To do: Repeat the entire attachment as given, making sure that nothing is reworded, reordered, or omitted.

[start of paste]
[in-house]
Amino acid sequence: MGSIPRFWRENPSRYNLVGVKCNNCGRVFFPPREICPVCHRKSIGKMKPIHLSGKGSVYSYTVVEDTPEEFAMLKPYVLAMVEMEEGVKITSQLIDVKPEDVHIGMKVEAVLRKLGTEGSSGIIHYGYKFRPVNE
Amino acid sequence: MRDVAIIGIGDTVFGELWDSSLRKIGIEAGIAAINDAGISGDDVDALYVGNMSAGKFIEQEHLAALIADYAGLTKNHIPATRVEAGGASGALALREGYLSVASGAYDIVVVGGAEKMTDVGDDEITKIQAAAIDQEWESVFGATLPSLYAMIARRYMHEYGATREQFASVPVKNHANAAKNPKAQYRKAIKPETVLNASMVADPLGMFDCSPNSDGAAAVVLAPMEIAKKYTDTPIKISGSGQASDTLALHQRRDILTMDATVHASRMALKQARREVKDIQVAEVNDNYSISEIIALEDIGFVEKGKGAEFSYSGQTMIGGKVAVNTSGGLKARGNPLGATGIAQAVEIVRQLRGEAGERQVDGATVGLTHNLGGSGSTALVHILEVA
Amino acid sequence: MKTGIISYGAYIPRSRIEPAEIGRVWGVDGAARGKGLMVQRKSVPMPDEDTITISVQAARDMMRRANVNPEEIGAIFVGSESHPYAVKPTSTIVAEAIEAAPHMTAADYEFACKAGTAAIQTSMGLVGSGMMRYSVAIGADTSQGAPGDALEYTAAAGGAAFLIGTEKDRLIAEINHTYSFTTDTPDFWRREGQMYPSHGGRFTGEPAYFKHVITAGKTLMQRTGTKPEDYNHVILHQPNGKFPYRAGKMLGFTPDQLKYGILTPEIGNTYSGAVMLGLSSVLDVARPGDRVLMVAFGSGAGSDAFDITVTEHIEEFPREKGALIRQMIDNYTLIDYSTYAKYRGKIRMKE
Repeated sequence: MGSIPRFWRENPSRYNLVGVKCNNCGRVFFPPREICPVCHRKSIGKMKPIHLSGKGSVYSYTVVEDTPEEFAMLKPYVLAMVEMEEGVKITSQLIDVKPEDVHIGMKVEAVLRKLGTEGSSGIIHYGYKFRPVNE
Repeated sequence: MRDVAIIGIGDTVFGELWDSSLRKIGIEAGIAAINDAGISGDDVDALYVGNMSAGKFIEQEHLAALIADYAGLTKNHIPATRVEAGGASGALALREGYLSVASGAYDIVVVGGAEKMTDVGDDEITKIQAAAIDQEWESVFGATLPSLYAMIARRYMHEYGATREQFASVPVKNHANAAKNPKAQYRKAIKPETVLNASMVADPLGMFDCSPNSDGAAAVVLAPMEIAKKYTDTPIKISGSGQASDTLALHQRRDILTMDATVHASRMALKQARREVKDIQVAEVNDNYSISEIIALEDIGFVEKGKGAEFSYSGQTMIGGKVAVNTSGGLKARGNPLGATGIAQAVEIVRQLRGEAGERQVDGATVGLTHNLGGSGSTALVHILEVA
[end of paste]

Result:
[in-house]
Amino acid sequence: MGSIPRFWRENPSRYNLVGVKCNNCGRVFFPPREICPVCHRKSIGKMKPIHLSGKGSVYSYTVVEDTPEEFAMLKPYVLAMVEMEEGVKITSQLIDVKPEDVHIGMKVEAVLRKLGTEGSSGIIHYGYKFRPVNE
Amino acid sequence: MRDVAIIGIGDTVFGELWDSSLRKIGIEAGIAAINDAGISGDDVDALYVGNMSAGKFIEQEHLAALIADYAGLTKNHIPATRVEAGGASGALALREGYLSVASGAYDIVVVGGAEKMTDVGDDEITKIQAAAIDQEWESVFGATLPSLYAMIARRYMHEYGATREQFASVPVKNHANAAKNPKAQYRKAIKPETVLNASMVADPLGMFDCSPNSDGAAAVVLAPMEIAKKYTDTPIKISGSGQASDTLALHQRRDILTMDATVHASRMALKQARREVKDIQVAEVNDNYSISEIIALEDIGFVEKGKGAEFSYSGQTMIGGKVAVNTSGGLKARGNPLGATGIAQAVEIVRQLRGEAGERQVDGATVGLTHNLGGSGSTALVHILEVA
Amino acid sequence: MKTGIISYGAYIPRSRIEPAEIGRVWGVDGAARGKGLMVQRKSVPMPDEDTITISVQAARDMMRRANVNPEEIGAIFVGSESHPYAVKPTSTIVAEAIEAAPHMTAADYEFACKAGTAAIQTSMGLVGSGMMRYSVAIGADTSQGAPGDALEYTAAAGGAAFLIGTEKDRLIAEINHTYSFTTDTPDFWRREGQMYPSHGGRFTGEPAYFKHVITAGKTLMQRTGTKPEDYNHVILHQPNGKFPYRAGKMLGFTPDQLKYGILTPEIGNTYSGAVMLGLSSVLDVARPGDRVLMVAFGSGAGSDAFDITVTEHIEEFPREKGALIRQMIDNYTLIDYSTYAKYRGKIRMKE
Repeated sequence: MGSIPRFWRENPSRYNLVGVKCNNCGRVFFPPREICPVCHRKSIGKMKPIHLSGKGSVYSYTVVEDTPEEFAMLKPYVLAMVEMEEGVKITSQLIDVKPEDVHIGMKVEAVLRKLGTEGSSGIIHYGYKFRPVNE
Repeated sequence: MRDVAIIGIGDTVFGELWDSSLRKIGIEAGIAAINDAGISGDDVDALYVGNMSAGKFIEQEHLAALIADYAGLTKNHIPATRVEAGGASGALALREGYLSVASGAYDIVVVGGAEKMTDVGDDEITKIQAAAIDQEWESVFGATLPSLYAMIARRYMHEYGATREQFASVPVKNHANAAKNPKAQYRKAIKPETVLNASMVADPLGMFDCSPNSDGAAAVVLAPMEIAKKYTDTPIKISGSGQASDTLALHQRRDILTMDATVHASRMALKQARREVKDIQVAEVNDNYSISEIIALEDIGFVEKGKGAEFSYSGQTMIGGKVAVNTSGGLKARGNPLGATGIAQAVEIVRQLRGEAGERQVDGATVGLTHNLGGSGSTALVHILEVA